Questions tagged [verbs]

Part of speech whose members indicate an action or a state of being.

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List of Lexical and Auxiliary verbs [closed]

I am wanting to know if anyone knows where I get a list of the verbs that are Lexical and Auxiliary. Not what the differences are, but what the actual verbs are. And maybe which are which. I've tried ...
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Is there a word for a pair of verbs that mean the same thing but with subject and object swapped?

In logic, you can say: (A and B) --> A / 'A and B' implies 'A' (as the 'B' is just discarded) Computer programmers working from a specification to an implementation, sometimes talk about ...
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4 votes
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Why is a verb omitted in English coordination?

In English coordination, it is very common that a verb should be omitted so that the whole expression sounds natural as exemplifed below. Ann came with, and Bob without, a date. (Langacker 2012). ...
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What are the subcategories of the verb "perplex"? [closed]

Is this verb transitive/intransitive/ditransitive/complement VP? And are these subcategories stay the same when the tense changes? For example, for the verb: perplexed. Thanks!
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What is the subcategorizarion of the verb "thought"?

I'm writing a grammar and I see that VP->thought SBAR. The sentence "the president thought that a sandwich sighed ." In the stanford parser. But what is this type of verbs? Transitive/...
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Verb subcategoriztion - intransitive, transitive, ditransitive, Verb with a complement clause

I'm trying to avoid building grammatically incorrect sentences in some small toy grammar I'm building. I find subcategorization of verbs bit confusing. Can there be more then one classification per ...
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3 votes
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Object of certain constructions

I am sure you have all come across constructions such as these: She slept a long sleep He lived a productive life. These verbs are traditionally intransitive verbs, and yet here are transitive. ...
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OVS in English dialogue

English is an SVO language. When writing dialogue, especially in literature, writing a sentence with the speech first is considered grammatically correct. Take for example this extract from Ursula K ...
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Is it possible to make a statement without involving time?

All verbs seem to assume time. Is, was, will be, etc. I don't mean specific times, but the concept of time in general. Is it possible to make any statement without involving time?
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1 answer
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How would you classify a verb that denotes a close temporal relation to another verb?

I am looking at a Papuan language that uses a serialized verb to denote temporal proximity to the main verb's occurrence. I am translating it as "just" in English, as in "he just left&...
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21 votes
3 answers
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What is the proper definition of a verb?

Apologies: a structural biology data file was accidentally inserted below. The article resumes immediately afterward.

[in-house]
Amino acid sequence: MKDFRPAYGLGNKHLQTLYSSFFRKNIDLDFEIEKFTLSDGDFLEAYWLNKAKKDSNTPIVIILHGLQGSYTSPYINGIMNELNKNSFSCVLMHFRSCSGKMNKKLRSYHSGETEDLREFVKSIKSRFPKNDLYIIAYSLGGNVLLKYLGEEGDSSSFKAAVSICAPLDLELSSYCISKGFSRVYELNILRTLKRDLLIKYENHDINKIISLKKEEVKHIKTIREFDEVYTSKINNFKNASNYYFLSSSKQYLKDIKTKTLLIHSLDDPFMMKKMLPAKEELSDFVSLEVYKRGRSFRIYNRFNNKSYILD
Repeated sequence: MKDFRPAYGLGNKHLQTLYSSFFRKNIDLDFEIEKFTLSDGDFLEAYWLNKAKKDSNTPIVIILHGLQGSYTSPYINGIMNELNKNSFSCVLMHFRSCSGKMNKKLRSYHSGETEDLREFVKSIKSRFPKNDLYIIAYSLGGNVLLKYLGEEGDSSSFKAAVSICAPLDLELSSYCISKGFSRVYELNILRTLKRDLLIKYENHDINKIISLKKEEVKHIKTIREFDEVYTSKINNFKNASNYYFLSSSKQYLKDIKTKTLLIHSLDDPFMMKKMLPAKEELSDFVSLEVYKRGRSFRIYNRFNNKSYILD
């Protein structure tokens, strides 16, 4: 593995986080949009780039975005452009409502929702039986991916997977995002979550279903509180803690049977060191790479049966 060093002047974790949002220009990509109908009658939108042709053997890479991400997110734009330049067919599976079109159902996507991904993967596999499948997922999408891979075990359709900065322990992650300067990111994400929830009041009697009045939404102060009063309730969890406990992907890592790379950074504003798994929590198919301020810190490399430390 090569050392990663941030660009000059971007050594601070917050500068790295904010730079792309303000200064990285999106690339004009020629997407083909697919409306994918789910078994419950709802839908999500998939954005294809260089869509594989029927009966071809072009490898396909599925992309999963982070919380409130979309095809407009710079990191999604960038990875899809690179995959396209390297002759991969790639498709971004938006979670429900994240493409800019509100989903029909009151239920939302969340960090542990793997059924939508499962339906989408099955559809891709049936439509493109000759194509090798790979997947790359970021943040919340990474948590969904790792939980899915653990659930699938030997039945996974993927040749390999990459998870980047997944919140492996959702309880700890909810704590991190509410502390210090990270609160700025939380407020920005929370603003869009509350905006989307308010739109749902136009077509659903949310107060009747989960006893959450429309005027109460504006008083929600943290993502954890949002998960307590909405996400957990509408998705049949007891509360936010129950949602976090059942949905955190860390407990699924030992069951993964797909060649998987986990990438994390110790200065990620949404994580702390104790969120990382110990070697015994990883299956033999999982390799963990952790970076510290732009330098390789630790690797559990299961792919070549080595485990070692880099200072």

I do apologise if the question is wordy, but I feel some context is required for me to stand any chance of finding a satifactory answer. I have been struggling to understand why the word "is"...
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3 votes
2 answers
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What percentage of verbs in English take both a direct and an indirect object?

I am assuming that the number of transitive verbs that take both a direct and indirect object in English is a subset of those that just take just a direct object. Does anyone know how much smaller? ...
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Does "Inchoative Construction" mean constructions with intransitive inchoative verbs?

The following is the sentence I extracted from a book, Binding Theory, written by Daniel Burning. The fact that a language like English, which lacks a simple reflexive, has extremely few reflexive ...
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a term for the type of ambi-transitive verb that can do away with an object

I found some terms like (non)ergative, inchoative, but neither quite fits the type of transitive verb that can do without an object, for example, "eat" I ate. Have you eaten? I ate an apple. ...
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What is "mupigane" in Swahili? [closed]

In this sentence: "Wazazi waliwaambia watoto wao: 'Badala ya kufa nyumbani nendeni mupigane.'", I assume "mupigane" is a conjugated form of the verb "kupiga" (fight). ...
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Why is tense obligatory in some languages and not in others?

In some languages like Chinese, it isn’t imperative that the tense of the verb is explicitly marked. So if you mean an action that will occur in the future, you can still refer to it in an all-...
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1 vote
1 answer
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What determines the valency of predicates?

According to this example, arrive takes only one subject valent. Can somebody specializes in syntax help me apprehend this notion of valence? Specifically, what factors are used to determine the ...
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Why does the pronoun and verb order vary in Polish language?